Blu-Ray of old movies are still 24P, they don't magically add more frames that don't exist, and interpolation generally looks like ass.

  • by prefect42 (141309) on Friday December 14, 2012 @01:40PM (#42288729)

    I really don't get why people are so attached to 24fps. Can you imagine this with computer games?

  • by alen (225700) on Friday December 14, 2012 @01:47PM (#42288819)

    150 pages of Frodo walking with almost nothing else happening in mordor didn't excite you?

  • by BergZ (1680594) on Friday December 14, 2012 @01:55PM (#42288907)
    Agreed. The kvetching over the transition from 24 fps to 48 fps reminds me of the transition from incandescent bulbs to compact fluorescent or the transition from records to CDs. It strikes me as nostalgia for a (mostly) inferior product.
  • by guidryp (702488) on Friday December 14, 2012 @02:01PM (#42288995)

    Most of the time you can't even tell the difference between frame rates, except when it emerges as artifacts at 24 fps.

    24 fps movies are purposefully shot with more motion blur to hide the jerkiness. But nothing really gets around it when panning.

    So 24fps primarily equals artifacts: Blurring, jerky motion, and juddering pans.

    How nonsensical is it, and how resistant change do you have to be, to worship these artifacts. They are no more beneficial than ticks/pops were on Vinyl. There is certain nostalgia value to listening to something with ticks/pops sometimes, but it isn't something we put everywhere because we can't do without it.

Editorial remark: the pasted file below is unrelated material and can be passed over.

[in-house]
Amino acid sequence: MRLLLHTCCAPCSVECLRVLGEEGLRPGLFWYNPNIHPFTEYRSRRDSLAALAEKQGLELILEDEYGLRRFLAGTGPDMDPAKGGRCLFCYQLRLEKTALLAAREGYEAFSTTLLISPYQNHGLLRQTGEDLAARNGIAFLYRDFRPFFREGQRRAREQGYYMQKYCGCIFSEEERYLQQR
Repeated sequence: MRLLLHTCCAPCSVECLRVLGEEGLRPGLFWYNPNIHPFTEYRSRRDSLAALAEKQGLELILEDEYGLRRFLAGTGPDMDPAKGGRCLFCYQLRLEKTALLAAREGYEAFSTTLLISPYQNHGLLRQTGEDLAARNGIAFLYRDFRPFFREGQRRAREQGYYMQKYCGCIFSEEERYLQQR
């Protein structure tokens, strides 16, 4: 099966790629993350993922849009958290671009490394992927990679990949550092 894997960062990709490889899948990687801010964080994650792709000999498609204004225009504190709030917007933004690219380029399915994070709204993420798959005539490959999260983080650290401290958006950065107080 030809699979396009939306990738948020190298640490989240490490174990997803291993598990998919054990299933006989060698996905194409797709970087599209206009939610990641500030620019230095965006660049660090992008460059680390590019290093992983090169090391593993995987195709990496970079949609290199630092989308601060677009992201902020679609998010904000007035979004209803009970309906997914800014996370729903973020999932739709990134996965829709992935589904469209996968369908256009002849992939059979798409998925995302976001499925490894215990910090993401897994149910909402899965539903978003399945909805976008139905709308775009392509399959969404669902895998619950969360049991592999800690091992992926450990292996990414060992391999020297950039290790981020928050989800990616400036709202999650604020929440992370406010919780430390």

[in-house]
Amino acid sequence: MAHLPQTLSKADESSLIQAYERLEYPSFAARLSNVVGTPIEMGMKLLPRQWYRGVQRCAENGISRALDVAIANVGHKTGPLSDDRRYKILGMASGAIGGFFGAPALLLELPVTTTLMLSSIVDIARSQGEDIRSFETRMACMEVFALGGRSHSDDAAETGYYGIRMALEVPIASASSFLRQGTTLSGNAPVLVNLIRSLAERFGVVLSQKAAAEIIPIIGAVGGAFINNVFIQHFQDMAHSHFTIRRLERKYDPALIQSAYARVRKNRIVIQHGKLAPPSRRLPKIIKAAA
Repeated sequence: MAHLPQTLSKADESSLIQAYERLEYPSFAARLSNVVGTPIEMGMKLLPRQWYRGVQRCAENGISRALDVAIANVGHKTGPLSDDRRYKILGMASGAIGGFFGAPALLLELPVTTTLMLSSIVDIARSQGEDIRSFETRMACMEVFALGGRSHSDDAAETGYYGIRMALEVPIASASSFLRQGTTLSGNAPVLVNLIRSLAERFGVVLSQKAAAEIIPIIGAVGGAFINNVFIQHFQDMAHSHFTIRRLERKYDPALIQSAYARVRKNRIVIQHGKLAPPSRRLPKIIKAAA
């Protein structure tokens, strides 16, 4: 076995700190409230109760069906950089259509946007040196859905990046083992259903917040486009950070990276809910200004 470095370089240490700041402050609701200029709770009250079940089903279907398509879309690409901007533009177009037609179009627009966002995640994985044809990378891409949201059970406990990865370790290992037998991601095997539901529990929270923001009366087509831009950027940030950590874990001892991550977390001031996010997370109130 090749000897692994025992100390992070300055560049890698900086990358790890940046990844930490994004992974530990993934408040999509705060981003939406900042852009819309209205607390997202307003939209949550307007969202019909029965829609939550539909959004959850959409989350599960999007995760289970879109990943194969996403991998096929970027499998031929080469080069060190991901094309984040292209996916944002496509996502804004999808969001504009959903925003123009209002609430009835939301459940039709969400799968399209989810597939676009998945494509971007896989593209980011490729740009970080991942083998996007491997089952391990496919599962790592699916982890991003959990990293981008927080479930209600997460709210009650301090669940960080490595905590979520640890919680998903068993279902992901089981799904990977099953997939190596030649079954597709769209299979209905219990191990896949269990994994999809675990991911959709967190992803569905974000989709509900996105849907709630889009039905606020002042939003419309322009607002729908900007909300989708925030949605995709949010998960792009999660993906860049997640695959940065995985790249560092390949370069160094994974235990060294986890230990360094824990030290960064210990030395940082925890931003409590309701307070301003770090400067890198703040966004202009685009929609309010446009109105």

So these resistant to change, Luddites in love with quite irritating artifacts have taken to calling superior motion video with less blur, less judder and less jerking: "The Soap Opera Effect".

    Do a freeze frame on a soap opera and good movie. You can still tell which is which when frozen. Soaps look like crap, because they have crap production values. Poor sets, poor lighting, poor cameras, shot without any flair.

    Shoot 48fps (or 60 fps or 120 fps for that matter) with great sets, great lighting, great cameras and great flair and it will be amazing and have nothing in common with soap operas.

  • Re:Why? (Score:5, Insightful)

    by Githaron (2462596) on Friday December 14, 2012 @02:13PM (#42289121)

    there is a reason we use 24.

    Like because it is cheaper and easier to make movies that way? If something looks fake when there is not enough blur, it is because movie makers have not bothered figuring out how to make their scenes look more realistic at a more realistic frame rate. It has nothing to do with the video technology. It is like complaining that color TV looks too realistic and they should stay with black and white. These days people only watch black and white TV whenever they are feeling nostalgic. I applaud Jackson for trail blazing the path to higher frame rates in movies.